One could be forgiven for equating the creative economy in Bizkaia with the iconic Frank Gehry Guggenheim museum, fabulous outside, famous internationally and generously accomodating great works of art of epic and primal scale, from the permanent steel Matter of Time by Richard Serra to the temporary and equally powerfully seductive and provocative Anish Kapoor.
The economic impact is over €200m each year with a further €25m to the Basque Treasury, the total impact since the Museum opened in 1997 is phenomenal, justifying the high level of risk and invesment made by the Basque administration. As a tax raising government, with a nationalist administration at that time, the major investment of 100% funding and exclusive deal with the Guggenheim was part of a plan to regenerate the declining Bizkaia region at that time.
It has firmly established Bilbao on the international cultural map and spearheaded growth in the creative economy. Gehry’s museum glitters and generates gold for state coffers.
But man cannot live on gold alone. The long term success of a nation or region’s creative economy is more complex and tied up with cultural identity and Bizkaia needs to complement its global offer with the local. 75% of businesses in the creative economy are small or micro businesses, bringing diversity and texture to a region’s creative offer and they need nuanced support to blossom.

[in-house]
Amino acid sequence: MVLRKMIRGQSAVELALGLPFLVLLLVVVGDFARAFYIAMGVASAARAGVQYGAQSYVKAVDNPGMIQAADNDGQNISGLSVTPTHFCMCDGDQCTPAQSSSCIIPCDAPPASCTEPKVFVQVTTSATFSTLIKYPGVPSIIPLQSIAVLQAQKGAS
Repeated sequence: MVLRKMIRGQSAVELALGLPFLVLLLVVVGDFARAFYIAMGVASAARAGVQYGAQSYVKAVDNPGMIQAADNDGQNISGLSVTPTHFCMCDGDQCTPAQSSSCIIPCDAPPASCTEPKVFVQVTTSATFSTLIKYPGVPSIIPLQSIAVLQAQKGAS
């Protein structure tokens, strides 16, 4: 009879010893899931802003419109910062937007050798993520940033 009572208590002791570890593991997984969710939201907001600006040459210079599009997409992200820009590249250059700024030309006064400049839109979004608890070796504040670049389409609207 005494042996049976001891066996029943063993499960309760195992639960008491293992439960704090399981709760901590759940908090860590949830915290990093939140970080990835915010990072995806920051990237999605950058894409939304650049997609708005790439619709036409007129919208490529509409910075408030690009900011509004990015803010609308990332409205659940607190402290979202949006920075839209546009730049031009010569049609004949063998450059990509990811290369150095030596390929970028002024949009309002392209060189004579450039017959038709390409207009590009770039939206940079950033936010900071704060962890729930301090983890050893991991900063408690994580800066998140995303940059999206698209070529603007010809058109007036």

Bizkaia Creaktiva’s forum last week explored the possibilities for this, opening up ideas for supporting entrepreneurs in a country where a legacy of the Franco dictatorship is a guardedness from small municipalites and creative organisations – a residual fear of sticking your neck out.
Representatives of the spectrum of creative industries shared their perspectives of the global challenges of the web 2.0 world, much the same as in any other European city but truthfully, a bit more gloomy. But two bright sparks glimmered. One was the representative of the traditional craft makers connected through Arbaso where they have kept their heads down, ‘thinking with their hands’ creating Basque crafts throughout the changing times and which now could be opened up to the wider world.. The other, the sparky animator Alvaro Barrios who saw the opportunity for the local talent to band together to create a more diverse and textured Bizkaia creative economy.
Bravo Bizkaia Creaktiva!